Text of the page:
Two young women taking a stand against public sexual harassment

Our Streets Now is a grassroots campaign set up by two young women “demanding the right of women and girls to feel and be safe in public space”. Its aim is to end public sexual harassment in the UK by making it a criminal offence and to change “the culture that allows it”. Their petition to the government minister for women and equalities attracted 100,000 signatures in less than 100 days. Their efforts have since developed into a wider campaign for change, including a focus on what is taught in relationships education in schools.

Our Streets Now began with two sisters, then aged 15 and 21, who decided to take a stand against what they describe as the normalisation of public sexual harassment and the terrible impact that it has on women and girls. On their website they describe:

  • how they feel scared walking home at night
  • how they feel anxious in an empty train carriage
  • how they feel sexualised in their school uniform

One of the young women, Gemma, has described her first experience of public sexual harassment when she was still in primary school:

I was then, and am now, a child. I was walking down my local high street in broad daylight. A car slowed down beside me, and a man leaned out to make crude, sexual remarks about my body that I didn’t even understand. I don’t remember many things about being 11 years old, but this incident has stayed with me.

Gemma Tutton, Why I’m campaigning to make public sexual harassment a crime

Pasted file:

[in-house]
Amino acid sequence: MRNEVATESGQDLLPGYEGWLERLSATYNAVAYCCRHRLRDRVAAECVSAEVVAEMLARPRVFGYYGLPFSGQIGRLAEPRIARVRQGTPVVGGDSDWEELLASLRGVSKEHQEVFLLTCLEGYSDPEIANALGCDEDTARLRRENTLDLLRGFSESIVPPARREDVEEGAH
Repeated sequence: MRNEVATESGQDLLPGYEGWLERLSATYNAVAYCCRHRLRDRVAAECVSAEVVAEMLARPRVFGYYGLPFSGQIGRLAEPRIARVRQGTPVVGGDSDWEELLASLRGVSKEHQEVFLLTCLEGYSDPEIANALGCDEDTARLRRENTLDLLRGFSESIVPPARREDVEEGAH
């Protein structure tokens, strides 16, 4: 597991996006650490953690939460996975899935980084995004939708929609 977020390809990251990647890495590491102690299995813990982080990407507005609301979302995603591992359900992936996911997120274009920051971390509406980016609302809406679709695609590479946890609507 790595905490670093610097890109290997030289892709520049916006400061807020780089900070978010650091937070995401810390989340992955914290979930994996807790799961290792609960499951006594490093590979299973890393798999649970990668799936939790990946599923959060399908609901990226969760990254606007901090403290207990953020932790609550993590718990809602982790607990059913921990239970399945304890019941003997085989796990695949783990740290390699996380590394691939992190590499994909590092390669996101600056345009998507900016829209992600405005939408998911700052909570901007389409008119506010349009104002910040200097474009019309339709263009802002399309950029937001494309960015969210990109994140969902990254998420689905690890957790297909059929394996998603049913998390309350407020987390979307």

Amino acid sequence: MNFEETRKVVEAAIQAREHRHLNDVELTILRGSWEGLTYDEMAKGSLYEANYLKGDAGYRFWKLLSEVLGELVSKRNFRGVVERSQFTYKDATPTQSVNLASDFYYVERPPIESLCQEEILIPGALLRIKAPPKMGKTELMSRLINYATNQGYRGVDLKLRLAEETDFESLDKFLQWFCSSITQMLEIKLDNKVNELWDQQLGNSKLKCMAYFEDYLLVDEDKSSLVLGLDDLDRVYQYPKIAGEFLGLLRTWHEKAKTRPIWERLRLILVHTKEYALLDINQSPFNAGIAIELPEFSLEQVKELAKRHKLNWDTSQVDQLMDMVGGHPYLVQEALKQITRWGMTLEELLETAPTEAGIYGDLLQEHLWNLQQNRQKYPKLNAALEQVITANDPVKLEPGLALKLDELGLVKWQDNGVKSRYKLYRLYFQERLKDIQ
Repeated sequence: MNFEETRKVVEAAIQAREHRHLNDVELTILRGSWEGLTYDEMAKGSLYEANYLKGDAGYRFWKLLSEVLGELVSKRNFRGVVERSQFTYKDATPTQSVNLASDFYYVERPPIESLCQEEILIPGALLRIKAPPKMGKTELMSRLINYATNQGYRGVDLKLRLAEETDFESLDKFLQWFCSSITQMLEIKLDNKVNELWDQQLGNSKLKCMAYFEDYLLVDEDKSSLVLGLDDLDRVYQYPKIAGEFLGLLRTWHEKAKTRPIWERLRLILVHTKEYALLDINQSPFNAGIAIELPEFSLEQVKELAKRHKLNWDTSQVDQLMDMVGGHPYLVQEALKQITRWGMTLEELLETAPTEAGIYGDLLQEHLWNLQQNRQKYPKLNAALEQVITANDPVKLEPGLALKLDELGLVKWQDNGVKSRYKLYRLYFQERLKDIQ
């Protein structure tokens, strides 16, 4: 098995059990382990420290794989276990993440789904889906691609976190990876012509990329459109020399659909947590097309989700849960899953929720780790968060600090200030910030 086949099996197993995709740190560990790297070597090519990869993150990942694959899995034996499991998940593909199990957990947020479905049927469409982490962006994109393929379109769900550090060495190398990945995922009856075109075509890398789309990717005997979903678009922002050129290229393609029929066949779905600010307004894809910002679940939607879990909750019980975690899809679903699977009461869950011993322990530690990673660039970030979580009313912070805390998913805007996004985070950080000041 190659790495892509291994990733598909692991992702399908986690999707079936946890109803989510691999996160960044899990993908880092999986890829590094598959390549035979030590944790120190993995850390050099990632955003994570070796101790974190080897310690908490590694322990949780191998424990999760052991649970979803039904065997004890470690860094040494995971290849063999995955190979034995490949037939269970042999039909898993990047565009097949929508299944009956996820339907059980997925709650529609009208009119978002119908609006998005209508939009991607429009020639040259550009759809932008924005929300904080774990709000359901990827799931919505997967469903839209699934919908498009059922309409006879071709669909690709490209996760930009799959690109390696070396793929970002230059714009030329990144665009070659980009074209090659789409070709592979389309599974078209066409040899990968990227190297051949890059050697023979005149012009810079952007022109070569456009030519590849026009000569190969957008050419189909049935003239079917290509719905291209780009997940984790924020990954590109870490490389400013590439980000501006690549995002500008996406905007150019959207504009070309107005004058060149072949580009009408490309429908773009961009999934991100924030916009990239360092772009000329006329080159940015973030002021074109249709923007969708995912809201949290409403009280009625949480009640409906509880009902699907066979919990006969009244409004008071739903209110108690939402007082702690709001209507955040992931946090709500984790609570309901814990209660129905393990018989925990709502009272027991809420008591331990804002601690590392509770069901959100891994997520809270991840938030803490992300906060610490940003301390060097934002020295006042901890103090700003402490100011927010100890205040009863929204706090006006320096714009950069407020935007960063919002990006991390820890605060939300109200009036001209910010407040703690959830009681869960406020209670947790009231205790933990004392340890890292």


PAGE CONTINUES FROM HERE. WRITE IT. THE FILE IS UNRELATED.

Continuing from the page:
Their website sketches out a framework for how to bring about change, combining education and awareness-raising with legislation to make public sexual harassment a criminal offence.

You can visit their website by clicking here.

The Our Streets Now campaign chimes with the aims of the life-based learning Relationships theme, which focuses on primary-age children learning how to form fulfilling, empathetic and lasting relationships based on dignity and respect. Children need to be learning about the basic building blocks of healthy relationships — awareness of body language and other non-verbal forms of communication; understanding the potential impact of the words we speak and the way we speak them; the universal moral imperative to treat others fairly — in their primary school years.

Relationships education has been compulsory in primary schools in England and Wales since September 2020. However, we argued in a recent post that relationships education needs to be a central focus of the curriculum if we are truly to bring about “a fundamental, irreversible and much-needed change in our culture”. That is why the life-based learning approach includes Relationships as one of nine themes that will drive all learning in primary school.

Read More About Relationships

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